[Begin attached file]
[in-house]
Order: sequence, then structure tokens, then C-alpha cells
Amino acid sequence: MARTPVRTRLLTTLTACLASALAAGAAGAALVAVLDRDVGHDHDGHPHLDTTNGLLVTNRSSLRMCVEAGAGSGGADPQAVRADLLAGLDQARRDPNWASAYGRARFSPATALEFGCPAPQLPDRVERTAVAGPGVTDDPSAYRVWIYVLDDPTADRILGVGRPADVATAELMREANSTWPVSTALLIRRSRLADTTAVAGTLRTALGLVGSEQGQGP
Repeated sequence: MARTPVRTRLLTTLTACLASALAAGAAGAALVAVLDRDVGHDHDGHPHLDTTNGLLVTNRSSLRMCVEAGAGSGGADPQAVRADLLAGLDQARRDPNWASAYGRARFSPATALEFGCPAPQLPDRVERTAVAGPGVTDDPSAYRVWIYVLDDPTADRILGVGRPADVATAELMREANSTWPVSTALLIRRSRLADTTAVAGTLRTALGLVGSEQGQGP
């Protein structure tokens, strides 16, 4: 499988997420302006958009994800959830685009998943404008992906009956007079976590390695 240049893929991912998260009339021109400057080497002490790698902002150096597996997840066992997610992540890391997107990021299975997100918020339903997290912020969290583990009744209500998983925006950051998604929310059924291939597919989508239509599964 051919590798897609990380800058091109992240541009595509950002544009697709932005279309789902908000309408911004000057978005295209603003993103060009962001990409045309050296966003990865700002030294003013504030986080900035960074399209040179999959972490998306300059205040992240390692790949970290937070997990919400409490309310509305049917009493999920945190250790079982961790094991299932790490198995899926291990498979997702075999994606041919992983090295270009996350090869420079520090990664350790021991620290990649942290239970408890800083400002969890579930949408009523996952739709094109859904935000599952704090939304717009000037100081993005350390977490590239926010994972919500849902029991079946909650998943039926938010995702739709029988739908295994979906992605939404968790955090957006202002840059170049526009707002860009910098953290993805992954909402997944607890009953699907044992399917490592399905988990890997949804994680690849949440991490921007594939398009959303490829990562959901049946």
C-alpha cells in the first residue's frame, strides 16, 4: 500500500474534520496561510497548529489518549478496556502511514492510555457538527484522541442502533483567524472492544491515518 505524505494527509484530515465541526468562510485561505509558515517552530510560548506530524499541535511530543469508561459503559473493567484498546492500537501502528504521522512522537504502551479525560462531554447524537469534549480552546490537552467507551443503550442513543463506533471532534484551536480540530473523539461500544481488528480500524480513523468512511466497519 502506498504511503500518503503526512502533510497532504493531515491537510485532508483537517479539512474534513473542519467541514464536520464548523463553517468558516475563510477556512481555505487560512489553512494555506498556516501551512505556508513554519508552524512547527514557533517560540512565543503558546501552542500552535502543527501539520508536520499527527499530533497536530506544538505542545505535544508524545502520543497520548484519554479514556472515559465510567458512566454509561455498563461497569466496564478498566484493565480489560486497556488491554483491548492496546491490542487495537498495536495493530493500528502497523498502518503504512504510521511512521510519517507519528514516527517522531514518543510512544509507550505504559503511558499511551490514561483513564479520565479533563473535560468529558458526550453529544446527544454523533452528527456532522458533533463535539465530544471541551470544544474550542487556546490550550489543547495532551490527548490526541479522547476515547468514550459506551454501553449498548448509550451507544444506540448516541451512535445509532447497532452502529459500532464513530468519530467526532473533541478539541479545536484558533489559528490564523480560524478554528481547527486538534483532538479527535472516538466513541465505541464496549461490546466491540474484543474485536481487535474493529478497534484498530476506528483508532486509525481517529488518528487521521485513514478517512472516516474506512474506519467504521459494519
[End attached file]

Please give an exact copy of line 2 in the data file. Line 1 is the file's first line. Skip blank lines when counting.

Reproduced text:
Order: sequence, then structure tokens, then C-alpha cells